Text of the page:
10 Things You Didn’t Know About Cheetahs

Cheetahs are some of the most majestic animals on earth, possessing striking beauty and effortless speed. And while you might know that cheetahs are the fastest land animals, did you know that Egyptians kept them as pets? Here are 10 things you didn’t know about cheetahs.

close up cheetah


Some live in Iran

While most people associate cheetahs with Africa, there are around 200 living in Iran. The cheetah population used to span all the way from Africa to India, and they once roamed through 11 different Asiatic countries.

cheetah claw


Their claws are more like dogs’

Unlike other big cats, cheetahs’ claws don’t retract; they stay extended all the time for better traction. And when cheetahs are turning corners at over 100km/hour, they need all the traction they can get! The scientific name also references this fact: Acinonyx, means “no-move-claw” in Greek.


Cheetah in the Kalahari (Shutterstock)

They are usually solitary creatures

Cheetahs typically stick to themselves and are solitary animals. However, males sometimes live in a small pack with their brothers, and females usually raise their cubs for about a year until they are ready to go out on their own.

egyptian cheetah

Wikimedia Commons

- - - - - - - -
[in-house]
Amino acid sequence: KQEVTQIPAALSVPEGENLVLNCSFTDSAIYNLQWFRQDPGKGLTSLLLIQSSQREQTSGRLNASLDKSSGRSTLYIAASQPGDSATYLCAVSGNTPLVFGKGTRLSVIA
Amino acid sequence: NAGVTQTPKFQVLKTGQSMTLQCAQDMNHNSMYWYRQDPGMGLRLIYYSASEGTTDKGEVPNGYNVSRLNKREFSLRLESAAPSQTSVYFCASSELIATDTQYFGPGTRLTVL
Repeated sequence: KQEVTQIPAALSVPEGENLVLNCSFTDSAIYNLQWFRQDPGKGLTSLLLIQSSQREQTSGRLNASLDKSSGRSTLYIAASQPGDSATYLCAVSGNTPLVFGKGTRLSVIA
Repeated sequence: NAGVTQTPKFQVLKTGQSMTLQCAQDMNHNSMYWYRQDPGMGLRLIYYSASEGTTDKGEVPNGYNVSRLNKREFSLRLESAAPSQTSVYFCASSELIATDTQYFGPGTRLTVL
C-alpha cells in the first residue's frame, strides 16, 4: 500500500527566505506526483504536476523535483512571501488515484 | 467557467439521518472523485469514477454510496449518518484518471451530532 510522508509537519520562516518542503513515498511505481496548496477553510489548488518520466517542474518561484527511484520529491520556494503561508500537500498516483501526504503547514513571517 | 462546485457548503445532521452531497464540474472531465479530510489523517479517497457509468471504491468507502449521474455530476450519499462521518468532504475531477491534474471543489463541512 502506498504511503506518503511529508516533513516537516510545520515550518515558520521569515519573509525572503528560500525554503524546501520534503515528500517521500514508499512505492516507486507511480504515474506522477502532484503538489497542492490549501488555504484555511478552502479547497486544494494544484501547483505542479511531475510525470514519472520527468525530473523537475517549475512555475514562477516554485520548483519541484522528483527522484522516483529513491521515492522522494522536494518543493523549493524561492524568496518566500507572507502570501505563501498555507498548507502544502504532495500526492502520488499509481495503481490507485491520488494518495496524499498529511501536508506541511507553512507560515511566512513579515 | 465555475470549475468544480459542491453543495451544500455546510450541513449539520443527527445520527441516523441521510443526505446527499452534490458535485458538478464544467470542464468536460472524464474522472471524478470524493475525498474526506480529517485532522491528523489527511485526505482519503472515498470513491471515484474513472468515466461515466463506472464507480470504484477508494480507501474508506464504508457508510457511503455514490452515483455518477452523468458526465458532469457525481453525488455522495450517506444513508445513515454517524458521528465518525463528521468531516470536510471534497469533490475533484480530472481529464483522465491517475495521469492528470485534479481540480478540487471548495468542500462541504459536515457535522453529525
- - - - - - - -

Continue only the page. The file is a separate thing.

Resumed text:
Egyptians kept them as pets

Although cheetahs were hunted by Egyptians and others for their skins, many were kept as pets, too. There are numerous statues and paintings of cheetahs that date back to the ancient kingdoms of Egypt. However, the earliest known paintings of cheetahs were made by the Sumerians.

cheetah call


They don’t roar

Don’t expect to hear a loud roar from a cheetah like you would with a lion. Instead of roaring, cheetahs make all kinds of interesting sounds, including growling, chirping, hissing and purring.

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Running cheetah (Shutterstock)

They hide in the grass for extra camouflage

Along with their unique spots, cheetahs utilize tall grasses in the savannah for camouflage. When tracking an animal, a cheetah usually gets low to the ground in the grass before running out for a kill.



They are the most endangered big cats

Sadly, cheetahs are currently the most endangered of the big cats in Africa. Their population now ebbs and flows around 10,000, but the population numbered around 100,000 about a century ago.

cheetah masai mara

Photo by Lindsay Seegmiller

They have unique facial expressions

Cheetahs use a variety of facial expressions to signal their mood to fellow cats. These expressions are enhanced further by the black teardrop-shaped markings around their muzzle.

cheetah family


Mothers move their cubs regularly

Mother cheetahs often move around from place to place to ensure the protection of their cubs instead of staying in one spot. These moves are usually made at night after a long day of hunting. The mothers are also on their own, as the father doesn’t help in cub-rearing.

cheetah prey


They choke their prey

Unlike lions or leopards, cheetahs don’t have super sharp claws and teeth to rip their prey apart. Instead, they wrestle the animal to the ground before choking them with their jaws, a process that usually takes around five minutes.

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